A new report out of the U.S. Senate that reveals illegal immigrants received up to $750 million in healthcare subsidies is sure to make waves.
A state of emergency has been declared in four Florida counties — Miami-Dade, Hillsborough, Lee, and Santa Rosa — after nine people were diagnosed with the Zika virus. While the nine people are believed to have contracted the virus while out of the country, Florida’s governor, Rick Scott, said he wants the state to be on high alert.
The World Health Organization (WHO) declared Monday that the Zika virus is a public health emergency of international concern, as it is suspected of causing significant birth defects. The designation is only the fourth one ever to be made by the WHO and paves the way to increase funding and manpower to stop the spread of the virus, which has already made its way to the United States. But while the WHO struggles to find a way to contain the virus, some contend that the 2001 worldwide ban on DDT for agricultural uses has allowed mosquito-borne pathogens such as this to run rampant and that the ban should be permanently lifted.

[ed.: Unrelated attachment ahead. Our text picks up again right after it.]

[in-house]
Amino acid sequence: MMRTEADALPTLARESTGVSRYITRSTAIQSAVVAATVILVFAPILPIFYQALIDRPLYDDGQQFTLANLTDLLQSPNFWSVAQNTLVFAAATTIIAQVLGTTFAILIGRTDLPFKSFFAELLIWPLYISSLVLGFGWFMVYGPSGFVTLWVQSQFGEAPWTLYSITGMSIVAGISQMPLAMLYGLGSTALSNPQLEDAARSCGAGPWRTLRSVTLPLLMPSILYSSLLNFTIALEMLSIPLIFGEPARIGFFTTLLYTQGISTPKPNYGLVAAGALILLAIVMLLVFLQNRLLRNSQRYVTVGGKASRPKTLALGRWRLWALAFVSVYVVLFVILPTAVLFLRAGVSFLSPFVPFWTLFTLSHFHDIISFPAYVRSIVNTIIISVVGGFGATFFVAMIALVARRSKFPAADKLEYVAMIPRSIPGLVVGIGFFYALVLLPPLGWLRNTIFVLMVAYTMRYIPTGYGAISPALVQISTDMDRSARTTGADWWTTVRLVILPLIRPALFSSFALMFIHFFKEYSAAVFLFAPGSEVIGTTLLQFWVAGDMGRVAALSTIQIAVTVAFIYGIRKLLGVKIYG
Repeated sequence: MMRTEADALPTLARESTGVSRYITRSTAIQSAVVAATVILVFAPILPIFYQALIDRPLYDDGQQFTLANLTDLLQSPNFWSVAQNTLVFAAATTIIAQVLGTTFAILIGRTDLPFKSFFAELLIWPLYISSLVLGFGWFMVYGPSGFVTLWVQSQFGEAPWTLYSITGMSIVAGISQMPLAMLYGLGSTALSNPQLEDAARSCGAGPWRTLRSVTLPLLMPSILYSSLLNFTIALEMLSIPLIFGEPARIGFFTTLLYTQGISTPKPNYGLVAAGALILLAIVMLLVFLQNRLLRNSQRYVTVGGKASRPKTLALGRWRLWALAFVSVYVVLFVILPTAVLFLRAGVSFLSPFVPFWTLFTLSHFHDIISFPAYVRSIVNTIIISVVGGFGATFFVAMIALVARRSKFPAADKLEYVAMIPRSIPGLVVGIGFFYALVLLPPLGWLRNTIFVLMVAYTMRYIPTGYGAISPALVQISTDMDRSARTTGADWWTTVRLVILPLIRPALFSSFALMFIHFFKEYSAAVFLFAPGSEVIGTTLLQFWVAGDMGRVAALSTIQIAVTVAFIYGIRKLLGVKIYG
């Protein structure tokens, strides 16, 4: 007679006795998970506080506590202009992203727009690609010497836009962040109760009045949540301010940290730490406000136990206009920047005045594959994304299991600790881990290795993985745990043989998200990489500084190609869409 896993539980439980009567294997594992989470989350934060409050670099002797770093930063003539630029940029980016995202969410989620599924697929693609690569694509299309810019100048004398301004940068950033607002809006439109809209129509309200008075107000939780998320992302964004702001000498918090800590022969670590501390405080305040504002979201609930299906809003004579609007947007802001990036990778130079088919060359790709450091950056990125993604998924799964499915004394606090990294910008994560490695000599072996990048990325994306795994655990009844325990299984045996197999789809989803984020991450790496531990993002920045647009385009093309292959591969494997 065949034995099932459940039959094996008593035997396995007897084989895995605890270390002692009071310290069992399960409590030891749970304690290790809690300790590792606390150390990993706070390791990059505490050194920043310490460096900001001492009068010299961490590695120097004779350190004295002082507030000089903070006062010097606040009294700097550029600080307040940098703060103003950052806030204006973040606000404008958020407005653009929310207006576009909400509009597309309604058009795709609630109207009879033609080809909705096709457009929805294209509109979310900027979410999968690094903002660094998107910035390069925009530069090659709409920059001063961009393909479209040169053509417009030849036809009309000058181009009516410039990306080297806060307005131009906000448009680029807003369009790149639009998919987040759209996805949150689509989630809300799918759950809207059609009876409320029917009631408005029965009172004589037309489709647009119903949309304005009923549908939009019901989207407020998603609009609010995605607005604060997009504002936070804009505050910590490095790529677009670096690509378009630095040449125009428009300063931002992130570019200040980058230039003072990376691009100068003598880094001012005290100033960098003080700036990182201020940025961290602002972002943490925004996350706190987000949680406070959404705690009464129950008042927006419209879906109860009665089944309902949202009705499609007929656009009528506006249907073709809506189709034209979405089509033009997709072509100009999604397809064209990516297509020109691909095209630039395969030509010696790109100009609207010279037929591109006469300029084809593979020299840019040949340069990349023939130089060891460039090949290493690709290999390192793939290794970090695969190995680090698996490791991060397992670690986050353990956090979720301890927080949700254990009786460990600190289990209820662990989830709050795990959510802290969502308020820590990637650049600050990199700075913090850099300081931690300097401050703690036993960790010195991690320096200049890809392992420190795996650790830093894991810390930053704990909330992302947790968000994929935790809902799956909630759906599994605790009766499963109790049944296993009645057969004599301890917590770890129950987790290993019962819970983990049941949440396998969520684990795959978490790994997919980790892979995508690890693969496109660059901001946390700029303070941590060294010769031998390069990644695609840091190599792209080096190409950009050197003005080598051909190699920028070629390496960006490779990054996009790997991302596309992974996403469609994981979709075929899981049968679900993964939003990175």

Planned Parenthood took a major hit in 2015 with the release by the biotechnology company Center for Medical Progress (CMP) of several undercover videos in which officials of the abortion provider discussed with actors hired by CMP the sale of aborted babies' body parts. Now Planned Parenthood is striking back with a lawsuit against CMP.
Last month, a lab research team at the Veterans Affairs San Diego Healthcare System released the findings of its study on e-cigarettes, wherein the researchers prematurely concluded that e-cigarettes are “no better than regular cigarettes,” provoking criticism from doctors and other scientists. In response to the outcry against the study, the lead scientist has issued a correction clarifying that the study did not find that e-cigarette vapor was as harmful as cigarette smoke, and that the media misrepresented the study.